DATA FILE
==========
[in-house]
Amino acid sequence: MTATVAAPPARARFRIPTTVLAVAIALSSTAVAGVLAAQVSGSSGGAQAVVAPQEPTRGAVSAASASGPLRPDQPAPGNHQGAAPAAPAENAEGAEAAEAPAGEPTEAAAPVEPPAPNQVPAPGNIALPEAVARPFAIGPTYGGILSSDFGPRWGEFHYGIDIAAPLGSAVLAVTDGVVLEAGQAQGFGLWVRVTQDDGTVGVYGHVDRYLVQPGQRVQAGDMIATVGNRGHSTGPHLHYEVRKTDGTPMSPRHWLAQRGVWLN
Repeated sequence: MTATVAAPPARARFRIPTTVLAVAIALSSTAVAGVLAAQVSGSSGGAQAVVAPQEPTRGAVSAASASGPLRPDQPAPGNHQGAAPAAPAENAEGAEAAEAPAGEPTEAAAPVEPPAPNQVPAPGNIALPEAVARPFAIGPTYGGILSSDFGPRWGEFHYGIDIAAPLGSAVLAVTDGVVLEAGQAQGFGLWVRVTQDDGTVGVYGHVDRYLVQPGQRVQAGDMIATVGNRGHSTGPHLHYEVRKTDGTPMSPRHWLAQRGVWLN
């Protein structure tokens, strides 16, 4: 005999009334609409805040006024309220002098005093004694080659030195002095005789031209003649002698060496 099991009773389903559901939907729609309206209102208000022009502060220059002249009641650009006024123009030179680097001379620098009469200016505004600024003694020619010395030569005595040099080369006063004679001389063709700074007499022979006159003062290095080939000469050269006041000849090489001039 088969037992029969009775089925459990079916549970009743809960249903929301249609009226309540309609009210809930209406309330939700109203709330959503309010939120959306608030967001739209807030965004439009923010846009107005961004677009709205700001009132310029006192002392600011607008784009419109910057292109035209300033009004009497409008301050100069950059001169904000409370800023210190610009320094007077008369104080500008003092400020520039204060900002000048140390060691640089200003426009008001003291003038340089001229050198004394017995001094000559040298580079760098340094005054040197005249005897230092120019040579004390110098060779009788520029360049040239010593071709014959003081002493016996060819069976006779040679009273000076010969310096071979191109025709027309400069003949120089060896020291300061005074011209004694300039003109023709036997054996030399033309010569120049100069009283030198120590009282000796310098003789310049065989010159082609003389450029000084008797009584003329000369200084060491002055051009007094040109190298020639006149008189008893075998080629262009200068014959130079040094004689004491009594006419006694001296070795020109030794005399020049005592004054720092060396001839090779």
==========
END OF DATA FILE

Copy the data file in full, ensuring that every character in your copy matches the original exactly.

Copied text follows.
[in-house]
Amino acid sequence: MTATVAAPPARARFRIPTTVLAVAIALSSTAVAGVLAAQVSGSSGGAQAVVAPQEPTRGAVSAASASGPLRPDQPAPGNHQGAAPAAPAENAEGAEAAEAPAGEPTEAAAPVEPPAPNQVPAPGNIALPEAVARPFAIGPTYGGILSSDFGPRWGEFHYGIDIAAPLGSAVLAVTDGVVLEAGQAQGFGLWVRVTQDDGTVGVYGHVDRYLVQPGQRVQAGDMIATVGNRGHSTGPHLHYEVRKTDGTPMSPRHWLAQRGVWLN
Repeated sequence: MTATVAAPPARARFRIPTTVLAVAIALSSTAVAGVLAAQVSGSSGGAQAVVAPQEPTRGAVSAASASGPLRPDQPAPGNHQGAAPAAPAENAEGAEAAEAPAGEPTEAAAPVEPPAPNQVPAPGNIALPEAVARPFAIGPTYGGILSSDFGPRWGEFHYGIDIAAPLGSAVLAVTDGVVLEAGQAQGFGLWVRVTQDDGTVGVYGHVDRYLVQPGQRVQAGDMIATVGNRGHSTGPHLHYEVRKTDGTPMSPRHWLAQRGVWLN
């Protein structure tokens, strides 16, 4: 005999009334609409805040006024309220002098005093004694080659030195002095005789031209003649002698060496 099991009773389903559901939907729609309206209102208000022009502060220059002249009641650009006024123009030179680097001379620098009469200016505004600024003694020619010395030569005595040099080369006063004679001389063709700074007499022979006159003062290095080939000469050269006041000849090489001039 088969037992029969009775089925459990079916549970009743809960249903929301249609009226309540309609009210809930209406309330939700109203709330959503309010939120959306608030967001739209807030965004439009923010846009107005961004677009709205700001009132310029006192002392600011607008784009419109910057292109035209300033009004009497409008301050100069950059001169904000409370800023210190610009320094007077008369104080500008003092400020520039204060900002000048140390060691640089200003426009008001003291003038340089001229050198004394017995001094000559040298580079760098340094005054040197005249005897230092120019040579004390110098060779009788520029360049040239010593071709014959003081002493016996060819069976006779040679009273000076010969310096071979191109025709027309400069003949120089060896020291300061005074011209004694300039003109023709036997054996030399033309010569120049100069009283030198120590009282000796310098003789310049065989010159082609003389450029000084008797009584003329000369200084060491002055051009007094040109190298020639006149008189008893075998080629262009200068014959130079040094004689004491009594006419006694001296070795020109030794005399020049005592004054720092060396001839090779």